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The Domino Effect has a Start

Organizations often forget that to “Lead Change” within an enterprise and/or even individually, there must be something that starts the process AND this “something” may be a minimally sized domino, but the effects can be astronomical. These changes all start small, but we can’t ignore the adjustments that are small changes because they could lead to significant influences.

I’ve always seen the change conversation start with the idea of a ripple effect yet; personally, I’ve started to like the idea and force which comes from the domino effect. Why? Because the small change moves even large items! In life, in work, in organizations, there is always something that starts the forward momentum.

Blog Ideas Research

Focusing on Notes at Work

I have been aiming to take better notes for clearer follow through and action after meetings at work. For the past few weeks I have been trying many different techniques and finally found one that works for me. First, it starts with using a notebook: moleskin then finding the right method for you. What techniques are there? Here are two that I checked out:

  • Bullet Journal –
  • Cornell Notes –

Personally, I am pushing the two together in some ways while making sure I have the “area” set up for optimal use. Michael Hyatt points out that “note taking also captures in-the-moment insights, questions, and commitments.” Not all of these things can be solved immediately, and this is why some hierarchy becomes essential.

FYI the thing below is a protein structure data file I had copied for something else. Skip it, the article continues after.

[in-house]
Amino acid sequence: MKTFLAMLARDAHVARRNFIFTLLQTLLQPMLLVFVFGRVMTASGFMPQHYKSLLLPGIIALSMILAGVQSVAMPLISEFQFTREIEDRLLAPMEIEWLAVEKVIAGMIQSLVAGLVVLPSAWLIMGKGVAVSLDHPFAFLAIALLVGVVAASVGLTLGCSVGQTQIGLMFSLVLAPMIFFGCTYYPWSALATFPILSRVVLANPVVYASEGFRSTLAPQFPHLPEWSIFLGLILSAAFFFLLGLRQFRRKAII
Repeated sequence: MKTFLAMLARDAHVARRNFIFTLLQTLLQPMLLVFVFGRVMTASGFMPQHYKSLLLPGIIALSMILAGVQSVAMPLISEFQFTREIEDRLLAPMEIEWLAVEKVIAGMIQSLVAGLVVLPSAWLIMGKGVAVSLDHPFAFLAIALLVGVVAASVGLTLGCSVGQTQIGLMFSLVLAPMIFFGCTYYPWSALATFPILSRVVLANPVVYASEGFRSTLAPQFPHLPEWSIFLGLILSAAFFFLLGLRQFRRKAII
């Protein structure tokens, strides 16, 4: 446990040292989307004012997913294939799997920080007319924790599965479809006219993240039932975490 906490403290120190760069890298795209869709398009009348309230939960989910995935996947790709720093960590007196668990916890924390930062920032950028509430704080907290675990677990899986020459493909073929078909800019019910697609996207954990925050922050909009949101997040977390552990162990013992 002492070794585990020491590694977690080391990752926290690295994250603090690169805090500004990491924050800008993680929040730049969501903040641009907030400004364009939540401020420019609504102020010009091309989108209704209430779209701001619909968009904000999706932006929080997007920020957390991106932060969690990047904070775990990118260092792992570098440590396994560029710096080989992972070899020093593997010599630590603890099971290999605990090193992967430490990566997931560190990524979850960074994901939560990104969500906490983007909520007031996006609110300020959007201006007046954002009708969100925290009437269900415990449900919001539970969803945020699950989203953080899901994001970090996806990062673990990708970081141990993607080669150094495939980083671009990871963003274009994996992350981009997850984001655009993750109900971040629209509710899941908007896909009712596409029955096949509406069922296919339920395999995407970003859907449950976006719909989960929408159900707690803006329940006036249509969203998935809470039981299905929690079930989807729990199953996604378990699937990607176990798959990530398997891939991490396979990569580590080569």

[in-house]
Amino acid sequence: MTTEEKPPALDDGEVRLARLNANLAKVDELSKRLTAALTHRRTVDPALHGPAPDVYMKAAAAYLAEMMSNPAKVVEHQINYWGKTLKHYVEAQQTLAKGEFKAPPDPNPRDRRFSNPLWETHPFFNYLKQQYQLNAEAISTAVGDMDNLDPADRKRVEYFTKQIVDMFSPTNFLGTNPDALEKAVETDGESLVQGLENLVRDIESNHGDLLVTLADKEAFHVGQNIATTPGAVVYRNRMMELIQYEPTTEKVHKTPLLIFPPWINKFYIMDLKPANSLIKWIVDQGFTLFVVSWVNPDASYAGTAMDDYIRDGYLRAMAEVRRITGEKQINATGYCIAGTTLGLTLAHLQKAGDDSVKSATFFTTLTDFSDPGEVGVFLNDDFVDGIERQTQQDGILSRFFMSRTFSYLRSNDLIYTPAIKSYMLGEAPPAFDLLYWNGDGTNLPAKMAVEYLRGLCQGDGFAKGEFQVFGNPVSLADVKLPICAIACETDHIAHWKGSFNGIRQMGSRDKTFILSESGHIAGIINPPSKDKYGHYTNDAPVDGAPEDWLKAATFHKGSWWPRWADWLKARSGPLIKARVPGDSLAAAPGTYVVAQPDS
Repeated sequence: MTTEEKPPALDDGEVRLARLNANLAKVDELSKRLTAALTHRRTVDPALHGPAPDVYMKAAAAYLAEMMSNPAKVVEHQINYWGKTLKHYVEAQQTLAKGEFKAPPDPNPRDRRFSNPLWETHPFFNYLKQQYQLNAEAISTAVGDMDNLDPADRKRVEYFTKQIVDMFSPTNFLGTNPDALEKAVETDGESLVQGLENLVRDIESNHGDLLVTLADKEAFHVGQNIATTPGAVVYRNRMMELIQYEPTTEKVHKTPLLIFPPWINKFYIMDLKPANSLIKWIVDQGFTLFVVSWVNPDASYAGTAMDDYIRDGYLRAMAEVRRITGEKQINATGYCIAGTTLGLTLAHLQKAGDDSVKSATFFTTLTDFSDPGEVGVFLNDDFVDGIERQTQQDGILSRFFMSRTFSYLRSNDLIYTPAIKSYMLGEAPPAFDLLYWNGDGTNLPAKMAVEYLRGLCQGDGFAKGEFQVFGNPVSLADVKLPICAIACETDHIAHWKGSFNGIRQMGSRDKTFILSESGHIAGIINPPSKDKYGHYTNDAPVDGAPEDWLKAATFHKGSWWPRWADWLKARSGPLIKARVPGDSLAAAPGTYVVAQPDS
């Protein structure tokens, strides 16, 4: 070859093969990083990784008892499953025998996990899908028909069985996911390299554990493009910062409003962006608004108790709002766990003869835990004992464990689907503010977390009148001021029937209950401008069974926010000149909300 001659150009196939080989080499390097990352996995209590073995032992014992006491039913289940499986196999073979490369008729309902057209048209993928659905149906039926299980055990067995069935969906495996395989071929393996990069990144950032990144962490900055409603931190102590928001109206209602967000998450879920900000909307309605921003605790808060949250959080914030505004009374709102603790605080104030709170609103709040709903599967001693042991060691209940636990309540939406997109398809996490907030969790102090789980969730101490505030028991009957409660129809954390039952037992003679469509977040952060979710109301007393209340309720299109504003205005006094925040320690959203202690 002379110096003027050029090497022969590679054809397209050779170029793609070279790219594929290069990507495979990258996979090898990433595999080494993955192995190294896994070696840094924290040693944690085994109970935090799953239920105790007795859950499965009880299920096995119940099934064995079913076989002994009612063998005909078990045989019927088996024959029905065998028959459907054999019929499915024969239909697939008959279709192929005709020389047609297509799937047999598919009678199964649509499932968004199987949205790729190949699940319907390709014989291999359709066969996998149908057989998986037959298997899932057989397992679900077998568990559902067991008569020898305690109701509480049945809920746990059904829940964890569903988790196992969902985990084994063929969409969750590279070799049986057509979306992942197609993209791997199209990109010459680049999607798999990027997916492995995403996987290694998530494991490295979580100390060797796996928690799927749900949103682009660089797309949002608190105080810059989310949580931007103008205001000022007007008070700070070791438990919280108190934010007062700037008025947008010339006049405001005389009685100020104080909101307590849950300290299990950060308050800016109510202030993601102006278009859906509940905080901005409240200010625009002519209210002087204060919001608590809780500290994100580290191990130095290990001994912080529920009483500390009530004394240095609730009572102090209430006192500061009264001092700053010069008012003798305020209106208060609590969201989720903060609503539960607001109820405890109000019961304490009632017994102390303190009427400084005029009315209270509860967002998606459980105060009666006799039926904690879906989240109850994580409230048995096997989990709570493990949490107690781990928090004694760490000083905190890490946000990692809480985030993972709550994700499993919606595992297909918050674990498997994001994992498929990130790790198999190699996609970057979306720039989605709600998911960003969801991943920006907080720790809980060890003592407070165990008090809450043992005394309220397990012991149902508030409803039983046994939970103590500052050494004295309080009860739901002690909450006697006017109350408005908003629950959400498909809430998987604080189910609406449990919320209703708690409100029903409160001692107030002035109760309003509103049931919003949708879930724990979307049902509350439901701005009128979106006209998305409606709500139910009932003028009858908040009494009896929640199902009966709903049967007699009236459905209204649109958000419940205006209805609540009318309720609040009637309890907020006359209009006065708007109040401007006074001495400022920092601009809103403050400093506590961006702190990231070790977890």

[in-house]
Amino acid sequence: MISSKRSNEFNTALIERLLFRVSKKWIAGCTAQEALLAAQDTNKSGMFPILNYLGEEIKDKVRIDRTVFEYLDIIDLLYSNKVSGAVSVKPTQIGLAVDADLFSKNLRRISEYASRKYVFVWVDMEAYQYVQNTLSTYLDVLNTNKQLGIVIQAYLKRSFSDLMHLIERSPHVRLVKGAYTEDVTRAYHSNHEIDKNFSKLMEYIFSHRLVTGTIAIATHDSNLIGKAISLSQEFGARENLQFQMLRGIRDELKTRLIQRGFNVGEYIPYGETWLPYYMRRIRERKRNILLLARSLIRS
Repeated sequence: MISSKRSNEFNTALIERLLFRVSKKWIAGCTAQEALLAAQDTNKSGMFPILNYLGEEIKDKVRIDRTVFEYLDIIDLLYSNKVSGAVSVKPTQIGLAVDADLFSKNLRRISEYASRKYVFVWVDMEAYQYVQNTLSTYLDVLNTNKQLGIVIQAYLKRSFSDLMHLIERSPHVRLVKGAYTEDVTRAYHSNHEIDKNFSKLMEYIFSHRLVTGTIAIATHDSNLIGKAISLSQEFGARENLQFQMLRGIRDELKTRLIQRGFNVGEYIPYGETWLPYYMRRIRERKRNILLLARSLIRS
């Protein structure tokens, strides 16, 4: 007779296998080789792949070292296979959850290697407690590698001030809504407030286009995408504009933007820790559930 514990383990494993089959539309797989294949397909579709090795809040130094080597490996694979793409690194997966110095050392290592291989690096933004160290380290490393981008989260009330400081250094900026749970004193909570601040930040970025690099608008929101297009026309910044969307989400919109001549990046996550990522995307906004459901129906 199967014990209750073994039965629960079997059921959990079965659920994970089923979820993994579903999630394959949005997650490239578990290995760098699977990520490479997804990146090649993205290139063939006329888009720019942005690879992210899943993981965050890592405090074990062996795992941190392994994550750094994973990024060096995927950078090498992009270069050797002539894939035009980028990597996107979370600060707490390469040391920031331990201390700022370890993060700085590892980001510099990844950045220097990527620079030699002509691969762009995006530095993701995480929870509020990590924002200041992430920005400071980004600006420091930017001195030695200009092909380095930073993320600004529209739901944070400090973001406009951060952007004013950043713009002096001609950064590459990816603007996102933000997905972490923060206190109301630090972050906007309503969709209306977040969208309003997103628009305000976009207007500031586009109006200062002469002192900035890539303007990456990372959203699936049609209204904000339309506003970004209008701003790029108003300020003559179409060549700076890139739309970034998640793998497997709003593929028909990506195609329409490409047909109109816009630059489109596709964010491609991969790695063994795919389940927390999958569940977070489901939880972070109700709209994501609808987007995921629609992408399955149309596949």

PS – here are the other articles I read while defining the process that I aim to use:

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My Analysis Process: APD(P)

I am often asked to analyze businesses, teams, and/or individuals to see how the processes they work in can be improved. Every consultant (internal or external) has their way of doing this type of work, but over the years I have solidified the method that I take, and the results have created strong wins over and over again for the groups that I work with. It is crucial to apply the following method in an agile approach as it iterates on itself as you go through it. Here is the process at a high level that I work through in each scenario that you can start applying immediately:

  1. Analyze – Analyze the situation that is at hand through 1:1 conversations, focus groups, and open retrospectives with the members that are part of the business or team. Finding and defining the problems at hand is crucial in this step.
  2. Prioritize – Work with those involved to prioritize the output from the analyzation so that those folks take the ownership of the findings and what impact needs to be. Looking for quick wins helps define what problems come first.
  3. Do (Produce) – Build an implementation method with SMART action items. When creating this, each item must have systematic owners who are responsible for making sure it moves forward which will help lead the change that came from the initial step.

This method for analysis was built off of my tag in life: creatively, executing, ideas… Everyone has excellent views and practices to do this work, but I have seen many consulting firms build out an excellent analysis of teams and yet forget that there is ownership and producing that must come as well. Analyzing businesses, teams, and individuals must produce results, not just the document stating the facts. The team needs to own this and deliver the wins/execute on the changes that were built out creatively. Be agile in the application of this, see what works and doesn’t. For example…

Sometimes I call it the APD method or APP method depending on the group that I am working on since “doing” may be the output required while other times “producing” may be the critical component. Building out an analysis works on many levels but needs to be continually done and not a one-time act. And in short, it can be applied to you as an individual as well!